Bon Anniversaire to comic character Gus “Pop” Leonard (Amédée Théodore Gaston Lerond, 1859-1939).
Born in Marseille, Bouches-du-Rhône, France, he immigrated to San Francisco with his family as a small child, and was already a child actor on San Francisco stage in the 1860s. When vaudeville he came along, he performed a drunken waiter act on the circuits. Gus Leonard was a pretty good stage name, I guess — sounds like a combination of Gus Edwards and Eddie Leonard!
Leonard was already 55 years old when he acted in his first film, the independent feature St. Elmo in 1914. That movie was a melodrama, but he quickly found a niche for himself as a comedy geezer. Throughout most of 1916 he worked in Kalem Comedies with Bud Duncan, Ethel Teare and others. At least one of these was a Ham and Bud short, with Lloyd Hamilton. At the very end of the year, he went over to Hal Roach, where he began supporting Harold Lloyd in Lonesome Luke comedies. This association with Lloyd lasted for two decades; Leonard appeared in most if not all of Lloyd’s comedies into features and even talkies. His last with Lloyd was The Milky Way (1936). He also supported other Roach comedians, such as Stan Laurel, in Hoot, Mon! (1919).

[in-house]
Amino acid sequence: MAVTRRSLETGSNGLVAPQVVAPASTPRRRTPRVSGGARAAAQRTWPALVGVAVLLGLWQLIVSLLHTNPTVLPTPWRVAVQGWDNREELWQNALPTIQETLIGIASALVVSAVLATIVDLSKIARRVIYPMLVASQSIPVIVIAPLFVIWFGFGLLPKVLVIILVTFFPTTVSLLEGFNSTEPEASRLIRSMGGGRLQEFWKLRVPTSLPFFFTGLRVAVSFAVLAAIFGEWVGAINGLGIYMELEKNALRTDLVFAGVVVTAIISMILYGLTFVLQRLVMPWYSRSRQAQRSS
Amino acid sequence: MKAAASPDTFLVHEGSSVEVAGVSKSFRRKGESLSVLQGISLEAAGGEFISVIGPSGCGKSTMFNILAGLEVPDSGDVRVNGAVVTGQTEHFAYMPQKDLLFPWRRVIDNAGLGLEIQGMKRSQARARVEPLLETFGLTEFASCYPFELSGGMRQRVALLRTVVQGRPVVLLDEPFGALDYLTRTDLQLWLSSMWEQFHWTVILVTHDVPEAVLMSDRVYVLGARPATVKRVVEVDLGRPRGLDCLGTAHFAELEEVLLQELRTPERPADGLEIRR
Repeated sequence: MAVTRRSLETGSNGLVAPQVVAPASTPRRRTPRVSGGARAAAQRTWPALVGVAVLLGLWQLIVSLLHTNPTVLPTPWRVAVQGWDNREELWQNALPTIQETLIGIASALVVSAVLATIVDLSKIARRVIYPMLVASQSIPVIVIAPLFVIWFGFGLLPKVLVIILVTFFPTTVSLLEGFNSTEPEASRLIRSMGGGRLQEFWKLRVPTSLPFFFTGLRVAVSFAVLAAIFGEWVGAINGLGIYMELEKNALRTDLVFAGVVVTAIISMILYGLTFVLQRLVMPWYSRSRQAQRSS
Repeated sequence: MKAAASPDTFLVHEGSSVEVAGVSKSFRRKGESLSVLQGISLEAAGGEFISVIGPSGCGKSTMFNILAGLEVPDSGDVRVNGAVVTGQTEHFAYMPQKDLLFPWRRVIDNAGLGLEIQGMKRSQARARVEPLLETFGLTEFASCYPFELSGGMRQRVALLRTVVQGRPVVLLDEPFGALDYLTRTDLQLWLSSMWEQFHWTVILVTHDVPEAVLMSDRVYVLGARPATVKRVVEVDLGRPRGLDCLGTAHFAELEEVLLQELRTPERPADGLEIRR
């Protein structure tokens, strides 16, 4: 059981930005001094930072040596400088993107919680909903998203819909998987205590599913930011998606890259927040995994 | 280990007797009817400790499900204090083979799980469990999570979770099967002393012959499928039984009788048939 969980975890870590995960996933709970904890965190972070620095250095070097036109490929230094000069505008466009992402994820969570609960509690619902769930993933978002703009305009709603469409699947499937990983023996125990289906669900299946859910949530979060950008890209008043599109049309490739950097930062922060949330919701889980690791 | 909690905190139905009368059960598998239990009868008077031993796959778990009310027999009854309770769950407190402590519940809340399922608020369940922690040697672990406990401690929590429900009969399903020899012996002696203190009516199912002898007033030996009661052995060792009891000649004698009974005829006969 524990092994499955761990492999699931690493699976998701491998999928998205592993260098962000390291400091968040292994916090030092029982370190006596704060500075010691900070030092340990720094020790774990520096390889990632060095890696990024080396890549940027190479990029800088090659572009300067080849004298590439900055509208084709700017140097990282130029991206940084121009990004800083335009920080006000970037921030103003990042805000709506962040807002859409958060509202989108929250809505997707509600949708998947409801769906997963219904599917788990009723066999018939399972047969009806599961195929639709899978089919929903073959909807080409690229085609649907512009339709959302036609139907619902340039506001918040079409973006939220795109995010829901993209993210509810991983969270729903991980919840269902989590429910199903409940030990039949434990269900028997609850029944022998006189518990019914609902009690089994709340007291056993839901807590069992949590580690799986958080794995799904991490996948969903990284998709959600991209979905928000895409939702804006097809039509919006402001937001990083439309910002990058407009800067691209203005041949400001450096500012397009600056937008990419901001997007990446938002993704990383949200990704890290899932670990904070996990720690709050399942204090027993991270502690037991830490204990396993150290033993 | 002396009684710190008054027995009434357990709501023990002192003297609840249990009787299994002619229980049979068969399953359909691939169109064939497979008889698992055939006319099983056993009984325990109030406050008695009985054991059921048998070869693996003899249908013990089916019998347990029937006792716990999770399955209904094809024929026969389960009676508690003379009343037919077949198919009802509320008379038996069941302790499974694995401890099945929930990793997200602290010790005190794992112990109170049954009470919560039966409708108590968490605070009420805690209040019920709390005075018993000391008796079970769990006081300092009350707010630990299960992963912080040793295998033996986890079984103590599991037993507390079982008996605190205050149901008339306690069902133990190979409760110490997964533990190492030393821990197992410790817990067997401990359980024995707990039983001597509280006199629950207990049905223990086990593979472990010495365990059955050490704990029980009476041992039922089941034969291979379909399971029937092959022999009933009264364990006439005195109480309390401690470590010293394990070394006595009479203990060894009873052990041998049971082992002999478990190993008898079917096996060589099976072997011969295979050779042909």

Nor was Leonard’s output restricted to Roach. In the early 20s he worked for the Christie studio in things like the Jiggs comedies (adaptations of the comic strip Bringing Up Father), and Bobby Vernon shorts like Hey, Rube! (1921). Even as was appearing in Lloyd features in the ’20s, he also appeared in Buster Keaton’s Go West (1925), Exit Smiling (1926) with Bea Lillie, and The Nickel-Hopper (1926) with Mabel Normand.
When sound came in, Leonard fared just as well. You can see him in Harry Langdon’s talking shorts for Roach in 1930, as well as the classic Vitaphone picture The Happy Hottentots with Joe Frisco and Bob Callahan. Lubitsch used him in Trouble in Paradise (1932). He’s in the Joe E. Brown comedies The Tenderfoot (1932), Elmer the Great (1933) and 6 Day Bike Rider (1934), as well as Eddie Cantor’s Roman Scandals (1933), and Laurel and Hardy’s March of the Wooden Soldiers (1934). He is perhaps best remembered today for appearing in several Our Gang shorts, such as Mush and Milk (1933), Teacher’s Beau (1935), and The Lucky Corner (1936). One of his last films, Todd Browning’s The Devil-Doll (1936), reunited him with his French origins — he plays the elevator operator at the Eiffel Tower! Leonard’s last film was the Nelson Eddy–Jeanette MacDonald musical Maytime (1937).
For more on silent and slapstick comedy film, please read Chain of Fools: Silent Comedy and Its Legacies from Nickelodeons to Youtube; to find out more about vaudeville, consult No Applause, Just Throw Money: The Book That Made Vaudeville Famous